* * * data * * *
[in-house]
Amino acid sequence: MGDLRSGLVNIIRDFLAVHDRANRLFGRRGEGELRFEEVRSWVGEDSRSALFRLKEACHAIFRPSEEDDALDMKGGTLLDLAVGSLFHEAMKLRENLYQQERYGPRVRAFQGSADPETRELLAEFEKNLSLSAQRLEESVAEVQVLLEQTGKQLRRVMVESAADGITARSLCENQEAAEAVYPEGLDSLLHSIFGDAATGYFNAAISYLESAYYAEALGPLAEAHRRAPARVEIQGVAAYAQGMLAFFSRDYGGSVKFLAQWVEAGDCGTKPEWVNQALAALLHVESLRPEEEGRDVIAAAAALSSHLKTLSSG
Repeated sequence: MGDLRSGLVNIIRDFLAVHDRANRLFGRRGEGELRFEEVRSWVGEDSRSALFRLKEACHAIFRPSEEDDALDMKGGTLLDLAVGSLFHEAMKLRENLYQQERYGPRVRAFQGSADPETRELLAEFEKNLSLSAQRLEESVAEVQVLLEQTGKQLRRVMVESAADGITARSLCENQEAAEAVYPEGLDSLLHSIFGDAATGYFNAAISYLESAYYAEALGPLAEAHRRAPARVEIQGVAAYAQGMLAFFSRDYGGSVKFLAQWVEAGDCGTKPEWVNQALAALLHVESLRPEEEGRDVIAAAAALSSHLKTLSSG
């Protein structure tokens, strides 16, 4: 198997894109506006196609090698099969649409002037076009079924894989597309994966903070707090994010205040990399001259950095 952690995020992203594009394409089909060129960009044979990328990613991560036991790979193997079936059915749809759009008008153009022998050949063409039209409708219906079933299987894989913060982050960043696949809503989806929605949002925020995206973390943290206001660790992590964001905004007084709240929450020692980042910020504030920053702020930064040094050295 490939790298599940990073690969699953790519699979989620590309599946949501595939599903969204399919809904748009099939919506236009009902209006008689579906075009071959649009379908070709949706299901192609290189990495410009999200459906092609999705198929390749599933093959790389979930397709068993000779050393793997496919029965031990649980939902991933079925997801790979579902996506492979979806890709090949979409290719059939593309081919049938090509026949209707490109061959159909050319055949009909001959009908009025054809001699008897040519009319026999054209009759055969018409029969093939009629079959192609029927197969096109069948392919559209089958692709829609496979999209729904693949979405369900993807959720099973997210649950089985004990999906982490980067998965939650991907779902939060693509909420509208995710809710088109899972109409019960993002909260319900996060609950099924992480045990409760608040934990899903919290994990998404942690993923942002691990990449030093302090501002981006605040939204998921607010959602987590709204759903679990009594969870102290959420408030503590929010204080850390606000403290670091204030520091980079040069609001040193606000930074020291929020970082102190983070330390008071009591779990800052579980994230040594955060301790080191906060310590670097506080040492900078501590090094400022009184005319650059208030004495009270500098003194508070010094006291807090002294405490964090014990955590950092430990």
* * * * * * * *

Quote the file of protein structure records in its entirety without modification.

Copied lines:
[in-house]
Amino acid sequence: MGDLRSGLVNIIRDFLAVHDRANRLFGRRGEGELRFEEVRSWVGEDSRSALFRLKEACHAIFRPSEEDDALDMKGGTLLDLAVGSLFHEAMKLRENLYQQERYGPRVRAFQGSADPETRELLAEFEKNLSLSAQRLEESVAEVQVLLEQTGKQLRRVMVESAADGITARSLCENQEAAEAVYPEGLDSLLHSIFGDAATGYFNAAISYLESAYYAEALGPLAEAHRRAPARVEIQGVAAYAQGMLAFFSRDYGGSVKFLAQWVEAGDCGTKPEWVNQALAALLHVESLRPEEEGRDVIAAAAALSSHLKTLSSG
Repeated sequence: MGDLRSGLVNIIRDFLAVHDRANRLFGRRGEGELRFEEVRSWVGEDSRSALFRLKEACHAIFRPSEEDDALDMKGGTLLDLAVGSLFHEAMKLRENLYQQERYGPRVRAFQGSADPETRELLAEFEKNLSLSAQRLEESVAEVQVLLEQTGKQLRRVMVESAADGITARSLCENQEAAEAVYPEGLDSLLHSIFGDAATGYFNAAISYLESAYYAEALGPLAEAHRRAPARVEIQGVAAYAQGMLAFFSRDYGGSVKFLAQWVEAGDCGTKPEWVNQALAALLHVESLRPEEEGRDVIAAAAALSSHLKTLSSG
């Protein structure tokens, strides 16, 4: 198997894109506006196609090698099969649409002037076009079924894989597309994966903070707090994010205040990399001259950095 952690995020992203594009394409089909060129960009044979990328990613991560036991790979193997079936059915749809759009008008153009022998050949063409039209409708219906079933299987894989913060982050960043696949809503989806929605949002925020995206973390943290206001660790992590964001905004007084709240929450020692980042910020504030920053702020930064040094050295 490939790298599940990073690969699953790519699979989620590309599946949501595939599903969204399919809904748009099939919506236009009902209006008689579906075009071959649009379908070709949706299901192609290189990495410009999200459906092609999705198929390749599933093959790389979930397709068993000779050393793997496919029965031990649980939902991933079925997801790979579902996506492979979806890709090949979409290719059939593309081919049938090509026949209707490109061959159909050319055949009909001959009908009025054809001699008897040519009319026999054209009759055969018409029969093939009629079959192609029927197969096109069948392919559209089958692709829609496979999209729904693949979405369900993807959720099973997210649950089985004990999906982490980067998965939650991907779902939060693509909420509208995710809710088109899972109409019960993002909260319900996060609950099924992480045990409760608040934990899903919290994990998404942690993923942002691990990449030093302090501002981006605040939204998921607010959602987590709204759903679990009594969870102290959420408030503590929010204080850390606000403290670091204030520091980079040069609001040193606000930074020291929020970082102190983070330390008071009591779990800052579980994230040594955060301790080191906060310590670097506080040492900078501590090094400022009184005319650059208030004495009270500098003194508070010094006291807090002294405490964090014990955590950092430990």